Alexandra Young has always been driven to make a broad contribution to society. As a kid she dreamt of becoming a journalist, and then in her more academic teenage years it was law.
“I don’t think I ever knew what I wanted to ‘be’. I really just wanted to do work that interested me and had a broad impact,” she says.
After Young completed her LLB from the University of Wollongong and cut her teeth in a handful of legal internship roles, she landed a graduate job with the Commonwealth Department of Finance in Canberra. There she worked on financial management policy and reforms to financial management legislation.
Three years in as a policy officer and Young was ready for a change — so she moved sideways and back to NSW to work as a policy analyst for NSW Treasury.
“The main challenge for me was not knowing what I didn’t know about the breadth of work done in state and federal governments.
“Having worked across multiple agencies now for over 10 years, I can better see where puzzle pieces fit together and how to leverage that understanding to break down silos and communicate better to achieve better outcomes for my projects and for the community.”
Young’s best advice for budding public servants is to be curious, ask questions, and follow your interests.
“If you have a question, it’s likely someone else does too – so be brave enough to ask it!,” she says.
Young took her own advice in 2017, when after about five years working in the financial management space, she decided she wanted to immerse herself in a new and different subject matter entirely. She joined what was then the NSW Department of Justice (now communities and justice) as a senior policy officer and has worked her way to managing major reforms for the department’s Community Corrections unit.
One of Young’s most significant pieces of work with the department occurred in her first year there, working on parole and sentencing amendments that were part of a major criminal justice reform package. The fast paced (the legislation needed to be passed by the years’ end) and highly collaborative work of that project led Young to her current role, which involves implementing initiatives that help to achieve the intent of parole and sentencing laws.
“I’ve now seen the full spectrum from Cabinet approval for legislative reforms to implementation,” Young says.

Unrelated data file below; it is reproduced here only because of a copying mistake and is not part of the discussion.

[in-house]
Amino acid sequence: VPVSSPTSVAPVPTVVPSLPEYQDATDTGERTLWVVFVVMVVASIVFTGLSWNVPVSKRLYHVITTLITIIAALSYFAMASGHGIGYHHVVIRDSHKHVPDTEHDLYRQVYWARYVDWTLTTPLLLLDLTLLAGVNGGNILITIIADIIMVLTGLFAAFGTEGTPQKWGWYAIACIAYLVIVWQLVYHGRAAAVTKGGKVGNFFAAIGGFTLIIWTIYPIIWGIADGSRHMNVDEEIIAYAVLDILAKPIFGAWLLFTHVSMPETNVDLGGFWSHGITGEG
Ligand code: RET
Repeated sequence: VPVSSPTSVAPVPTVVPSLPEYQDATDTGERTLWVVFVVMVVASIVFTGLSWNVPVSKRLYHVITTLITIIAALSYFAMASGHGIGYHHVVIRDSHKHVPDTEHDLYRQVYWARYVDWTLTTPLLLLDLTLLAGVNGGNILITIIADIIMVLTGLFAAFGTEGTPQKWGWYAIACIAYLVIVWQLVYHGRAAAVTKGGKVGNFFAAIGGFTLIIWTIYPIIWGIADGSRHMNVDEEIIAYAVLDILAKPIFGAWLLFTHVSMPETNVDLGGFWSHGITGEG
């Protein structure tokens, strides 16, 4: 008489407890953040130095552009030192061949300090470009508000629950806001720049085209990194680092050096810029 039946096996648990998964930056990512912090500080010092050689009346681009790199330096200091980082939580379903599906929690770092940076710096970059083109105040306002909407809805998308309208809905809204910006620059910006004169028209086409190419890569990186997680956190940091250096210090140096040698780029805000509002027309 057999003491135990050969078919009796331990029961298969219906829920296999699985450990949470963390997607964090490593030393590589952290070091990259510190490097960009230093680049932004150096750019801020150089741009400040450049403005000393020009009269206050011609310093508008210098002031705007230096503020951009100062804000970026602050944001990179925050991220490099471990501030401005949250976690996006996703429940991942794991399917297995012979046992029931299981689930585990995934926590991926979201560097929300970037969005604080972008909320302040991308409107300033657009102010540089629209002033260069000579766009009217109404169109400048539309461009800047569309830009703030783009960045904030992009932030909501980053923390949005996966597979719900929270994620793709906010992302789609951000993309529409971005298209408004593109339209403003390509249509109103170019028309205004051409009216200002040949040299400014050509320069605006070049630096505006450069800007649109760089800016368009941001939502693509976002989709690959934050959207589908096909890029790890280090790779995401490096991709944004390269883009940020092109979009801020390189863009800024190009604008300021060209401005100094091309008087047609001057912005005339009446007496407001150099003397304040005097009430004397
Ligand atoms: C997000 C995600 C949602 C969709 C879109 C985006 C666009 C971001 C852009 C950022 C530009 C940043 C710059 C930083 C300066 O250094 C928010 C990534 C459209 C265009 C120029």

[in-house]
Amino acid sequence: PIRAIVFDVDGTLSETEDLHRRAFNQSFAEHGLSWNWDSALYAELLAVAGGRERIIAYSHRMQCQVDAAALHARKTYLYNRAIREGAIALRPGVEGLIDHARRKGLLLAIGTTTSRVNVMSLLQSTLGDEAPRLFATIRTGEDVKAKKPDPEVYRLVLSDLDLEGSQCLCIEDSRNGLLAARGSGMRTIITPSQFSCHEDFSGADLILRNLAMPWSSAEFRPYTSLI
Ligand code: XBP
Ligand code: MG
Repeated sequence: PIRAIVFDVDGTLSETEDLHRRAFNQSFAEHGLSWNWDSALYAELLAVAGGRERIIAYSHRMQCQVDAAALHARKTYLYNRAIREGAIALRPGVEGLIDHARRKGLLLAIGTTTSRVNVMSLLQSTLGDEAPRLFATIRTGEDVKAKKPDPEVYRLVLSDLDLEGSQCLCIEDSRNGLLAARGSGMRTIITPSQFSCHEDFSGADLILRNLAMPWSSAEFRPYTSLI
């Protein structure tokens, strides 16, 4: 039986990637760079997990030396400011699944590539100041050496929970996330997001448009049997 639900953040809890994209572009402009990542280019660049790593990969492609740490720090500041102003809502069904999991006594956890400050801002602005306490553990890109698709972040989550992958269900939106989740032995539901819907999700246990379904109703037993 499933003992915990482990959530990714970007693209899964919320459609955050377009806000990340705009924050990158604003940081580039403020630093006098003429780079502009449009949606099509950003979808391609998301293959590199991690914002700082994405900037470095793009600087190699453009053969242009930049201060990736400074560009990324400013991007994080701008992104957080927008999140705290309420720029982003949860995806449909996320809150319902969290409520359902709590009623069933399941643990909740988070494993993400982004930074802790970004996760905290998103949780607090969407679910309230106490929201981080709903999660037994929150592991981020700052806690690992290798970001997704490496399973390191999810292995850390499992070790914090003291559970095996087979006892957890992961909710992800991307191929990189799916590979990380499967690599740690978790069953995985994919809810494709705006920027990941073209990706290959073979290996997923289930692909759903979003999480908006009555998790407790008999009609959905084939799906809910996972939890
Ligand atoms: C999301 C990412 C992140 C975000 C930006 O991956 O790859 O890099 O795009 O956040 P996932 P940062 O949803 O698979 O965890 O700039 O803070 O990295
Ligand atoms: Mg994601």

“In my [current] role, I manage around 15 projects at any one time. I have a small team of senior project officers and a project officer.
“A day might involve working group meetings, presentations to or consultation with frontline Community Corrections staff, or preparing advice or recommendations to the executive.”
Her other key career tip is to learn how to juggle competing priorities against a backdrop of evolving expectations and project deliverables. Once you have honed this skill, make it a strength and continue to work on it.
“I’m yet to come across a project that hasn’t evolved from inception to completion,” Young says.
“Flag risks with delivering on schedule with your supervisor as early and often as possible – and try to come with suggestions, not just problems.”
“Two-way communication is also a key skill I use – as well as communicating central decisions, I make sure I listen to and appreciate the experiences of frontline staff who have to implement these decisions day to day, and help create avenues for them to advocate for broader changes,” she adds.
In the justice space, it is clear to Young that good policy and better community outcomes depend on agencies working together to effect change. She makes a point to stay abreast of developments across the sector, and relevant evidence and data that relates to decreasing criminal offending (like lack of access to services or housing) so that the most informed approach or recommendations can be made.
Another important focus of her work is breaking down the agency or programmatic silos which existed before a 2019 merger took place between the NSW Department of Justice with the Department of Family and Community Services. One of the core objectives of that merger was to develop more efficiencies and opportunities by working together, Young says.
“Over the next few years, we need to continue to learn how to work better together and from one another to deliver ambitious targets and achieve the priorities set by the premier and the NSW government.”